#Leaders Listen Up: #Millennials Share what Gets their Attention on Social Media
Social media continues to capture time and attention. Here are some of the stats revealing how much people participate in social media; where they spend their time; what they like to do and how often.
- There are approximately 6,000 tweets shared every second on Twitter. If you were to break the numbers down, there would be about 350,000 tweets sent per minute and approximately 500 million tweets per day. Can you imagine? That’s about 200 billion tweets per year, according to Internet Live Stats.
- In November of 2018, the Hootsuite Blog stated that over 200 million people participated in Facebook Groups and there were about 150 million people who took advantage of Facebook Stories.
- In August of 2018, 99 Firms reported that Instagram supports approximately 100 million images and videos each day.
- According to MerchDope, in June of 2019, there were approximately 300 hours of video uploaded to YouTube every minute.
The social media numbers continue to grow. At the same time, people are still watching network and cable television, Netflix, Hulu, and Amazon Prime. They’re listening to the radio and tuning into podcasts. They’re also reading online publications, blogs and curating stories through news apps.
With all of the media available at your fingertips, if you wanted to get the attention of your customers and constituents, how would you show up and what would you share?
Let’s take a closer look at Millennials. They’re a growing population capturing approximately 50% of the U.S. workforce by 2020. With tremendous purchasing power, they are highly sought as a group when it comes to attracting and keeping their social media attention. But, what does this take?
I’ve been speaking with Millennials for the last six months, conducting one-on-one interviews as a part of my FEEL First before you communicate, Millennial passion project. Here’s what Millennial respondents told me about how business professionals and their “Leaders*” should communicate to get their attention.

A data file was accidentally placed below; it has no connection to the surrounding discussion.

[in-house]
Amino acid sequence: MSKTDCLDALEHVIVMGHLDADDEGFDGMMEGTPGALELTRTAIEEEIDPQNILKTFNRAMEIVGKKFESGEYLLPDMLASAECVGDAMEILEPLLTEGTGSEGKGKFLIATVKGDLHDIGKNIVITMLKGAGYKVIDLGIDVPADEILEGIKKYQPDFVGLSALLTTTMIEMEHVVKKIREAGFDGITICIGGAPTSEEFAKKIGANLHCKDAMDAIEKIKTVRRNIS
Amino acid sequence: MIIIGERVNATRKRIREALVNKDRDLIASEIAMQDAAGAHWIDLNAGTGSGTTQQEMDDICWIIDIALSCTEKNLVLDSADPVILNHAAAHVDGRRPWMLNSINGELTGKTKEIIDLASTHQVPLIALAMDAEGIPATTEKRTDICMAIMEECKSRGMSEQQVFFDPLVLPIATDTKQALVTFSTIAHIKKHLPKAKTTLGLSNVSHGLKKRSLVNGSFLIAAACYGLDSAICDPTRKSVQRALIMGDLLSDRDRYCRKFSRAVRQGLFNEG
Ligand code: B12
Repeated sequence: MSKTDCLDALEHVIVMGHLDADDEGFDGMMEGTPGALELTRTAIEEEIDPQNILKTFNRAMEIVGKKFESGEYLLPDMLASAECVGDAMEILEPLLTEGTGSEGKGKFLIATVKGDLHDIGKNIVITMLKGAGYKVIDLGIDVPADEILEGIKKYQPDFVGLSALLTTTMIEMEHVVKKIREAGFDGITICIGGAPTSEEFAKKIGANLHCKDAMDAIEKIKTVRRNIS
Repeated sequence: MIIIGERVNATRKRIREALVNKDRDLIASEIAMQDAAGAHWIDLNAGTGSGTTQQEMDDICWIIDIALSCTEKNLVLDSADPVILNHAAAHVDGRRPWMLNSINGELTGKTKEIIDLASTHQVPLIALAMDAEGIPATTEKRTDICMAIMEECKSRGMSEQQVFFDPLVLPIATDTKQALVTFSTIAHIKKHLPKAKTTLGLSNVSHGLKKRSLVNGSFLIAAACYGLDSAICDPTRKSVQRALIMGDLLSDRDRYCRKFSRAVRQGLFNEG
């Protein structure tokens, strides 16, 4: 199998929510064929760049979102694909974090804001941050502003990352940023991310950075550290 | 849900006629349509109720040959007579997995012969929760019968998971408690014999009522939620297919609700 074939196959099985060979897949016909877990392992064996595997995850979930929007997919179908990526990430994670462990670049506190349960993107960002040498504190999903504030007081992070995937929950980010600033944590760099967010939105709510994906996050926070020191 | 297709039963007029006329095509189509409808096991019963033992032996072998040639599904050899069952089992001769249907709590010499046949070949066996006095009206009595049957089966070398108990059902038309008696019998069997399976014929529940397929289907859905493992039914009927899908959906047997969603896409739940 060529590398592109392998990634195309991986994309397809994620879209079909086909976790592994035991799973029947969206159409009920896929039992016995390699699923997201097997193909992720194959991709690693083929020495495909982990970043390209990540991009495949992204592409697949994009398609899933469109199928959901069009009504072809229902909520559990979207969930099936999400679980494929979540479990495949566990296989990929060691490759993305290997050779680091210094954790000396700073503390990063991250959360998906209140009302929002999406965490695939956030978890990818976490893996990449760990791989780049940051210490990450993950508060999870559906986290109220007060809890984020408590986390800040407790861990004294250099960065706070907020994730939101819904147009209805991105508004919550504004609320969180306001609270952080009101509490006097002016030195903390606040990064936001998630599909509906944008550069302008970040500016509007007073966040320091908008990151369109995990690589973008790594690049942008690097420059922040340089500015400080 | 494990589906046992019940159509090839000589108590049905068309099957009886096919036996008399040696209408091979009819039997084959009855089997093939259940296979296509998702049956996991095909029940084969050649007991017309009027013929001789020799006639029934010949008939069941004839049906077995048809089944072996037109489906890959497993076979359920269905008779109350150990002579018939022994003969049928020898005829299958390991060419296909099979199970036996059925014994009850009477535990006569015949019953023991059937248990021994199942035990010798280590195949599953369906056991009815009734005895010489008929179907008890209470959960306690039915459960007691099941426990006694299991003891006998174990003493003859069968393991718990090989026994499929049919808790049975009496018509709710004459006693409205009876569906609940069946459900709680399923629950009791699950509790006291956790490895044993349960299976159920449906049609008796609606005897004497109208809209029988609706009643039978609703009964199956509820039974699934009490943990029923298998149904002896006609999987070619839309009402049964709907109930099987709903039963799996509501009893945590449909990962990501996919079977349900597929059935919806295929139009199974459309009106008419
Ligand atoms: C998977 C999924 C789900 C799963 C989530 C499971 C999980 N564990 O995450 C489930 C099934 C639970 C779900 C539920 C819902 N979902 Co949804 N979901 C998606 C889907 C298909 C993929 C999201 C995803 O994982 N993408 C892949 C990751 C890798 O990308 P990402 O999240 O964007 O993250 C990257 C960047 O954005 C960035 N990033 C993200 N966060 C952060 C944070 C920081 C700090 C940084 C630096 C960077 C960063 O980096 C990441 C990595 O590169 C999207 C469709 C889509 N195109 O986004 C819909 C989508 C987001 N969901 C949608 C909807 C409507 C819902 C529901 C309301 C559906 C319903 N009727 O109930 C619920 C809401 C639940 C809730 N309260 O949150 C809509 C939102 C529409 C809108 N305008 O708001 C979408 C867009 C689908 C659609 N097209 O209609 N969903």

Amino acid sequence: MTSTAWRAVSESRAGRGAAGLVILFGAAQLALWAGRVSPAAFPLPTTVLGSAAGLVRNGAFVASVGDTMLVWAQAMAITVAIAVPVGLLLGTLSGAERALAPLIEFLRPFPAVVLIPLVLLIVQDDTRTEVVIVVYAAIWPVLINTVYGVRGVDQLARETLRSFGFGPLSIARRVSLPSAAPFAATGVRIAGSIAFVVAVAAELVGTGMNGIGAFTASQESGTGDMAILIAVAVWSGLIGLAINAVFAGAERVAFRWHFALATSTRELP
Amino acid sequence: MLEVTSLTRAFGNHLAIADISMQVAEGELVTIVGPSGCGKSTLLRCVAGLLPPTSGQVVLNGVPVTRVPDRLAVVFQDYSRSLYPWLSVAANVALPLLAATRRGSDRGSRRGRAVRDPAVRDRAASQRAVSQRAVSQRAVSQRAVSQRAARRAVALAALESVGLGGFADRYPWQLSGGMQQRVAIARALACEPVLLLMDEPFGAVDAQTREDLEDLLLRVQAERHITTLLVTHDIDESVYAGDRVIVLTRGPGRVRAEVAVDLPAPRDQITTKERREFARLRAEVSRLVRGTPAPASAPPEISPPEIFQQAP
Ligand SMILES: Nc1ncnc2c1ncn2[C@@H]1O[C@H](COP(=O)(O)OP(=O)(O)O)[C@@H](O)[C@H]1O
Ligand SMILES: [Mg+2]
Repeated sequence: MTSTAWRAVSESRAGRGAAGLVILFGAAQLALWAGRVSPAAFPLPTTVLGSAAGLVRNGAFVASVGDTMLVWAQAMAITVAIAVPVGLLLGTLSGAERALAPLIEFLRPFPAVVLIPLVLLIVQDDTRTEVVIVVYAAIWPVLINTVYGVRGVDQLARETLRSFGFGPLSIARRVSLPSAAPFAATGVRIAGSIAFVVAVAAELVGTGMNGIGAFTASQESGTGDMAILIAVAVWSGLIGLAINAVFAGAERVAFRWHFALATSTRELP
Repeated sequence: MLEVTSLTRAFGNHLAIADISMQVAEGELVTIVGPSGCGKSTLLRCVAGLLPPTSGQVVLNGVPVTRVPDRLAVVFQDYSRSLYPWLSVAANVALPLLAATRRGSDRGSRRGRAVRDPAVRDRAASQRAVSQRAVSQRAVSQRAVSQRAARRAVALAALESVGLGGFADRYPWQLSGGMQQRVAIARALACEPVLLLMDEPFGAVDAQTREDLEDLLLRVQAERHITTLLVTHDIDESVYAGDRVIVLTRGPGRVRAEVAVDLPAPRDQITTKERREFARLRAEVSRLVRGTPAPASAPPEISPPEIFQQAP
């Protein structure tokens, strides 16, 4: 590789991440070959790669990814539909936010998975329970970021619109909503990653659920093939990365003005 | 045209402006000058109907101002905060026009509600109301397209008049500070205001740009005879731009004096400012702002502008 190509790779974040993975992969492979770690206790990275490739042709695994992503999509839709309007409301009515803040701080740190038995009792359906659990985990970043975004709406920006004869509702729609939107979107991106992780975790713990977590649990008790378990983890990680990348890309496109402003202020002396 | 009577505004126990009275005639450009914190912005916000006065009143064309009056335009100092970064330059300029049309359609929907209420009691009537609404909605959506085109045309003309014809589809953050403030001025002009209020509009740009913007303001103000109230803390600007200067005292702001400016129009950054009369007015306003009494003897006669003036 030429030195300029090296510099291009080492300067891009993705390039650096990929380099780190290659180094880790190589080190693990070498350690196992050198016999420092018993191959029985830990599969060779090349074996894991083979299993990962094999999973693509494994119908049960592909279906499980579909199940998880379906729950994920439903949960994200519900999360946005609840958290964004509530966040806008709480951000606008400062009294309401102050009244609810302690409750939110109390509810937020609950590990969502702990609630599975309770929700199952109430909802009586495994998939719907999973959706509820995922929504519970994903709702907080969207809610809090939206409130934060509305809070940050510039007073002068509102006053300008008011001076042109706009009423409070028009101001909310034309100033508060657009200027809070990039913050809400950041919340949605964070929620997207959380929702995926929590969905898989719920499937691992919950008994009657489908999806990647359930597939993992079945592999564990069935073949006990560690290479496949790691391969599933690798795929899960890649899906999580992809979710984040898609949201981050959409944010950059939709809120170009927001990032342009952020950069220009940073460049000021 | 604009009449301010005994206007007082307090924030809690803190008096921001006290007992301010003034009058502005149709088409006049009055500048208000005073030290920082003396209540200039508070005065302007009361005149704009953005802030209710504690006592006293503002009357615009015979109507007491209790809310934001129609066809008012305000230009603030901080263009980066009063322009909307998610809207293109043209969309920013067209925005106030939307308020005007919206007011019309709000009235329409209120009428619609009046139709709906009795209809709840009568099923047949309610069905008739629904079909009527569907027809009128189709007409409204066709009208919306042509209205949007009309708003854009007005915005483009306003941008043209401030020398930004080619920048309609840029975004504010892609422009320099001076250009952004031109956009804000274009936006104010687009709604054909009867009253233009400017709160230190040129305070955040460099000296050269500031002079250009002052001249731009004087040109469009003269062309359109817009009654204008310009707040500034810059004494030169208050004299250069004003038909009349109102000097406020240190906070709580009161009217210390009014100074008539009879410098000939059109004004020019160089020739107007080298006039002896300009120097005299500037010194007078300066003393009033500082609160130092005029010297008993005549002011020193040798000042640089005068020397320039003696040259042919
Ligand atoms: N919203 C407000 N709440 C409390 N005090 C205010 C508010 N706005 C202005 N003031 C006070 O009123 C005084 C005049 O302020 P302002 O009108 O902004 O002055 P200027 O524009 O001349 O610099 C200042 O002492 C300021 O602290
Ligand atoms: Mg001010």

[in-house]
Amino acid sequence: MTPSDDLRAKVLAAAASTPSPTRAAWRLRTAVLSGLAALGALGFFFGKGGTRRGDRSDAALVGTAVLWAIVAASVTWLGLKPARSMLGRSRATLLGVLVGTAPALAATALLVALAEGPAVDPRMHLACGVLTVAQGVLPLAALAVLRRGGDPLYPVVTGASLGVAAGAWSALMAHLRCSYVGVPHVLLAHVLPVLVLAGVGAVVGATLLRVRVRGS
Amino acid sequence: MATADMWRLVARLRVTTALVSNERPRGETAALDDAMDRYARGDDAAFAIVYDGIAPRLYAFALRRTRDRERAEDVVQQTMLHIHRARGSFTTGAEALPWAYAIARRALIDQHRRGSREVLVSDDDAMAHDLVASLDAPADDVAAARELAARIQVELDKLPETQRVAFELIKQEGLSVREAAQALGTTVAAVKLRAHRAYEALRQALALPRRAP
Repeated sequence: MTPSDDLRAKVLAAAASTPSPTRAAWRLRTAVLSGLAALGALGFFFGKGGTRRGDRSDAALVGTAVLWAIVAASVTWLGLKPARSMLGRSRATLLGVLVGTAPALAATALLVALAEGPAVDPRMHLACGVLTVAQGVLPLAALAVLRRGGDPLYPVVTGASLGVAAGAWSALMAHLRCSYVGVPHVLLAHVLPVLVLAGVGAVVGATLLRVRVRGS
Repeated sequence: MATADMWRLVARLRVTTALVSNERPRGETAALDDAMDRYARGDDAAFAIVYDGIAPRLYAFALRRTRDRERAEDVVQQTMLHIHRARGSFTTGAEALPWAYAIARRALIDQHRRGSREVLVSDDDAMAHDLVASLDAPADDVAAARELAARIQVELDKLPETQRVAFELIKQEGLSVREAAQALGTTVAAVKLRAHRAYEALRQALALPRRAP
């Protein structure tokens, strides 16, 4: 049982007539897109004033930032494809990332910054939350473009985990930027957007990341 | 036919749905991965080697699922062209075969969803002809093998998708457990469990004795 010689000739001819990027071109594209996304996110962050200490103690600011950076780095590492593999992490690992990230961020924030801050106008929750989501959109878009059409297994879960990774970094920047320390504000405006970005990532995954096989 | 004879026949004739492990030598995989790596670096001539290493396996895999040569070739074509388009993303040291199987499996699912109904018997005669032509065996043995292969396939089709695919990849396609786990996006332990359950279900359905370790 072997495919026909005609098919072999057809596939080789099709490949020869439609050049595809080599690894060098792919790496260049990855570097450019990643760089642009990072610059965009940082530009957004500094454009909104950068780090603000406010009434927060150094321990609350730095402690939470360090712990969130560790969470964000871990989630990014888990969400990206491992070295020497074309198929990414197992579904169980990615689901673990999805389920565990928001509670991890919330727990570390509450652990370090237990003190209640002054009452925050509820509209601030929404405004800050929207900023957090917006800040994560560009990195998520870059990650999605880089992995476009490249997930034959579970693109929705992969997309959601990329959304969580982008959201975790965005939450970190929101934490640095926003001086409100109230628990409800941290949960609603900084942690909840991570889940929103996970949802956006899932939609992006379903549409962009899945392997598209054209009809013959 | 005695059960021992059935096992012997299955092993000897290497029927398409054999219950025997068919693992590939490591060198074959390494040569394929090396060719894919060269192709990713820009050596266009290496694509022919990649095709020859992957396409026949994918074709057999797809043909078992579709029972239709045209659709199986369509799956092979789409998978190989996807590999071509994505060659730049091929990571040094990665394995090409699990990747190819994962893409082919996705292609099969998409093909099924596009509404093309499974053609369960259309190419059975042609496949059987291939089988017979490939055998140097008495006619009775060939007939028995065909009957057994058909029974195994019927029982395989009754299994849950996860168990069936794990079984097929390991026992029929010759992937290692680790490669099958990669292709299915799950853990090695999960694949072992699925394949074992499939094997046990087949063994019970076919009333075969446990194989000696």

- Take a stand on the issue; if there’s something happening in the world or a particular country, let me know how you feel.
- Advocate for something and show me you think beyond canned messages.
- Have more passion for the cause; leaders should always have a voice and right now it doesn’t feel authentic or connected.
- Watch out for the negative and outrageous; it gets more attention but it’s not positive or helpful.
- Understand me and my realm; be relatable to my world and what I experience on a daily basis.
- Give your unique take on something; whether you’re my supervisors or a public figure from one of the brands I like.
- Use images that evoke memories and emotions and that show they understand who I am; through this understanding, you can present powerful words and photos.
- Share personal community stories; go into the communities and get to know the social activists and well-known people who can create change.
- Listen first … really listen; it’s hard to determine if leaders actually listen because retweeting is a form of listening but it appears everyone is just trying to get their content out and this is noise.
- Communicate without remorse, and with a lot of bias and without supporting evidence; you’ll get attention but not my approval or loyalty.
- Harness a particular social media platform whether you’re strong at Instagram, Twitter or Facebook Live.
- Move to action related to your mission, so it’s not just the words on social media.
- Take the unpopular belief that’s relevant; sticky popular messages are not held by the majority of the people.
- Show empathy and be vulnerable; if I see someone sharing struggles or tough points in their career this gets my attention.
- Share videos with subtitles, which can be powerful and long posts have meaning too.
- Give the behind the scenes and things I would not see anywhere else.
- Try humor, which gets my attention, especially if you’re not someone who is necessarily humorous.
- Use a writing style that’s personal or journal-style writing.
- Catch my attention by using colors and imagery that’s fun; it gives me a feeling of happiness.
- Do an interview, on a media outlet that’s informative or interesting, such as Bloomberg and CNBC.
- Respond to people; no one ever expects the CEO of T-Mobile to respond.
What are you doing to capture and retain attention with the people that mean the most to you?
*The term “Leaders” was defined in the one-on-one interviews as professionals at the respondents’ companies, business professionals speaking on behalf of the companies and the brands they follow or care about, or their political and religious leaders.
Feature Image Credit: Photo by Igor Miske on Unsplash